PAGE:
Death of a Legend Bill Bradford

bill bradfordBill Bradford

picture courtesy of Bobby McDonald
Front Porch News

nt110605BradfordHalloffame

Bill Bradford.  If you lived within the listening area of KSST in Sulphur Springs, you have undoubtedly heard his distinctive voice. Bill Bradford was the Walter Cronkite of Sulphur Springs and the surrounding communities.  When I read of his death last night, my mind began a journey back to my childhood.  In the days before cable television, internet, smartphones, etc., you tuned the radio station to listen to local news, weather and sports.  Bill Bradford joined us at our breakfast and lunch table every day.  By that I mean we listened to the news from KSST during our meals.  We got the low-down on the upcoming weather.  Dad wouldn’t cut hay if Bill said there was a chance of rain.  My brother and I listened intently because we knew if Bill Bradford said there was a chance of rain that meant we wouldn’t have to go to the hay field that day.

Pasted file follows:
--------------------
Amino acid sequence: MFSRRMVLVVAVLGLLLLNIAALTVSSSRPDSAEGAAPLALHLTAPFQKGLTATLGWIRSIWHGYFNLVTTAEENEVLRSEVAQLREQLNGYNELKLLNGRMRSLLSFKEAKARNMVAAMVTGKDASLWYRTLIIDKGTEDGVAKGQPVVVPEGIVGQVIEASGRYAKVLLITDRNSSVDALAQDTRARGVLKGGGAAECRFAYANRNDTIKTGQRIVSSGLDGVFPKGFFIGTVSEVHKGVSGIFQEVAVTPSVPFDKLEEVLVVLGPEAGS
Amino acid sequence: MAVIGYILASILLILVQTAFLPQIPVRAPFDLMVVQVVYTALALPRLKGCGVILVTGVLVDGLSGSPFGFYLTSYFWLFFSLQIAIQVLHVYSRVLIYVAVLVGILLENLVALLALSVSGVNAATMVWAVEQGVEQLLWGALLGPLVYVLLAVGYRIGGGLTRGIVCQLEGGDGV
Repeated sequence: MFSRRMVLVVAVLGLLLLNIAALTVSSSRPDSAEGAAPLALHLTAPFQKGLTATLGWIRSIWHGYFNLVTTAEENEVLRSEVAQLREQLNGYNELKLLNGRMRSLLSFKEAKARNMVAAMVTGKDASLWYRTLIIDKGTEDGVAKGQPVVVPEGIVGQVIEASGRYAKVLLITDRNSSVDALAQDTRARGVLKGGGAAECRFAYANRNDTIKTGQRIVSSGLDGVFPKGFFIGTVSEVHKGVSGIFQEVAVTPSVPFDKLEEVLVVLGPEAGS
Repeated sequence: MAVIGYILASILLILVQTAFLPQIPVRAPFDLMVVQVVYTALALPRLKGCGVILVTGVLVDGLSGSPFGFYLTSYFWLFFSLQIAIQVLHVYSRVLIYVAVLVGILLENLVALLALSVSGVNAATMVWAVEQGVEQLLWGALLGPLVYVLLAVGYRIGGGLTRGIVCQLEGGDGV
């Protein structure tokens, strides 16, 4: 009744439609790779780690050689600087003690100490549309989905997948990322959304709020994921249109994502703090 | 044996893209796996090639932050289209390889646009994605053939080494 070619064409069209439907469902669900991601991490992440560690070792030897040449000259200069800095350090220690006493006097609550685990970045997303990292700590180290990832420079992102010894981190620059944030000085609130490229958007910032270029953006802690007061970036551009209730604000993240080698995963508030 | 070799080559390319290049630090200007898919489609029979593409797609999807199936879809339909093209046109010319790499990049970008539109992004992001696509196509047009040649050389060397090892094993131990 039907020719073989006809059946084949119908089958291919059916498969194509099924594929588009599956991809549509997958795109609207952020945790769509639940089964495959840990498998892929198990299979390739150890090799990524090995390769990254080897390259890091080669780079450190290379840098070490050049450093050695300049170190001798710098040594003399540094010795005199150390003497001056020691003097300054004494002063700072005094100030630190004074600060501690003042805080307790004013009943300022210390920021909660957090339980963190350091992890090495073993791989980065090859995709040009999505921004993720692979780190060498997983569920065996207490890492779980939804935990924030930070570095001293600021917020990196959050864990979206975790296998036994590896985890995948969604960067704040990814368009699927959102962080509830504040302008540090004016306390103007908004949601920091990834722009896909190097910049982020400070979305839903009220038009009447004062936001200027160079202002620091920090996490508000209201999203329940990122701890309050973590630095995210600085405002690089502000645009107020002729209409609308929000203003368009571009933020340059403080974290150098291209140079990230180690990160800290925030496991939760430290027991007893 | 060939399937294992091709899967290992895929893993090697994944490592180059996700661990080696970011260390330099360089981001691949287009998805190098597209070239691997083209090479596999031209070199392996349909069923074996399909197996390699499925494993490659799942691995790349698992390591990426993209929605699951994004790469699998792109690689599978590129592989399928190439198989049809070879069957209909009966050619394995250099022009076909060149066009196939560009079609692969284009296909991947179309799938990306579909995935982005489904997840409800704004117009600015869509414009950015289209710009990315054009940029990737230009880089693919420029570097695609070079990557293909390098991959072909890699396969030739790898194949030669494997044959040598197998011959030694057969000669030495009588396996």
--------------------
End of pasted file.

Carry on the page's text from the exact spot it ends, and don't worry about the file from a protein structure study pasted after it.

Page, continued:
My memories of Bill Bradford are most vivid during times of severe weather or other breaking news events.  There is no way of knowing the additional number of hours he spent at the radio station to keep us informed on the dangers and damage inflicted.  When he would break in on regular programming to give the latest updates on whatever crisis was going on, you could tell by the sound of his voice that it was critical.  He had a gift (as the E. F. Hutton commercial would say)….When he spoke, people listened.

Mr. Bradford became more than just the owner and announcer of a radio station.  He became a family member to all who listened to him.  He was like a dad, an uncle, and a brother to his listeners.  We trusted him.

Bill Bradford was born in November of 1920 in Marietta, Oklahoma.  He served in the Army Air Corps as a pilot and communications officer.  In 1948, he began his career at KSST serving as an engineer.  He later would be the owner and general manager.  Kerry Craig wrote a very good article about Mr. Bradford in 2005 just prior to Mr. Bradford’s induction into the Texas Radio Hall of Fame.  Click Here to read his article.

Bill was  instrumental in creating the Emergency Broadcast System that we know today.  Even the phrase, “This is a test, this is only a test,” is credited to Bill Bradford.

Mr. Bradford, thank you for you years of service to the communities in and around Hopkins County.  We depended on you to give us the straight story.  You never let us down.

Time to sign off now.

Feel free to add your memories of Bill Bradford in the comment area.

 
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